WindowsApi.RegisterShellHookWindow(this.Handle);
        }

    then, in the WndProc, messages are intercepted and, if the messageID is our shellhook, then an event is risen (but only for the three kinds mentioned above):

    public event Action<IntPtr> WindowCreatedEvent;  
    public event Action<IntPtr> WindowActivatedEvent;
    public event Action<IntPtr> WindowDestroyedEvent;
    
    protected override void WndProc(ref Message message)
        {
        if(message.Msg == windowMessage_ShellHook)
            {
            WindowsApi.ShellEvents shellEvent = (WindowsApi.ShellEvents)message.WParam.ToInt32();
            IntPtr windowHandle = message.LParam;
    
            switch(shellEvent)
                {
                case WindowsApi.ShellEvents.HSHELL_WINDOWCREATED:
                    if(WindowCreatedEvent != null)
                        WindowCreatedEvent(windowHandle);
                    break;
                case WindowsApi.ShellEvents.HSHELL_WINDOWACTIVATED:
                    if(WindowActivatedEvent != null)
                        WindowActivatedEvent(windowHandle);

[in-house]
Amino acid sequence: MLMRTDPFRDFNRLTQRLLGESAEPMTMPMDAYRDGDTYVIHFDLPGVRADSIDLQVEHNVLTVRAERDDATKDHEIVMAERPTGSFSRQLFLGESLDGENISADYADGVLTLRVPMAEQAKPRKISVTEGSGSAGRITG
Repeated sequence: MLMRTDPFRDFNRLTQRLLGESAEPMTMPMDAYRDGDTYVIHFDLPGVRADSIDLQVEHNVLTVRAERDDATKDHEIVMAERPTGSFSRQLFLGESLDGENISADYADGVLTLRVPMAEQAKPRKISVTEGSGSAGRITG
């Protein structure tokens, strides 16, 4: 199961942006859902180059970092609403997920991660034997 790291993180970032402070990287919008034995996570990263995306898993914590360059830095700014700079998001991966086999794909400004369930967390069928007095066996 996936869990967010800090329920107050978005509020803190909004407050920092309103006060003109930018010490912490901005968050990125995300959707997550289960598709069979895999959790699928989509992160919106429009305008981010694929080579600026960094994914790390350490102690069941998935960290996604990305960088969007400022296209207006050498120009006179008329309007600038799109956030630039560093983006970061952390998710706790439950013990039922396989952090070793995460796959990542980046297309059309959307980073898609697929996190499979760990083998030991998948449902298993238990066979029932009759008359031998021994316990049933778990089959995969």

break;
                case WindowsApi.ShellEvents.HSHELL_WINDOWDESTROYED:
                    if(WindowDestroyedEvent != null)
                        WindowDestroyedEvent(windowHandle);
                    break;
                }
            }
        base.WndProc(ref message);
        }
  • Program.cs contains the main logic of the program:

Upon start, a Mutex allows only one instance of the program to be run and, if an instance is already running, it kindly asks if you want to terminate it (and in this case, it calls the RemoveAllInstancesFromMemory method, that gets the running processes with the "WindowsMover" name and kills 'em).

Once started, three actions are performed: first the config file (if it exists) is read (and if it does not exist, then it is written with default values, so that you may find it easy to edit); then, in the ArrangeExplorerWindows method, every existing explorer window on the desktop is arranged (i.e. resized and moved); and finally the resident part is started, where the WindowsHookForm and the WindowCreatedEvent defined in it are used:

WindowsHookForm whf = new WindowsHookForm();
whf.WindowCreatedEvent += (data) => { ArrangeOneWindow(data); };

Every time we open a new window, the ArrangeOneWindow method receives the handle to the new window that has just been created; then it checks if it is an Explorer window:

private static void ArrangeOneWindow(IntPtr newhandle)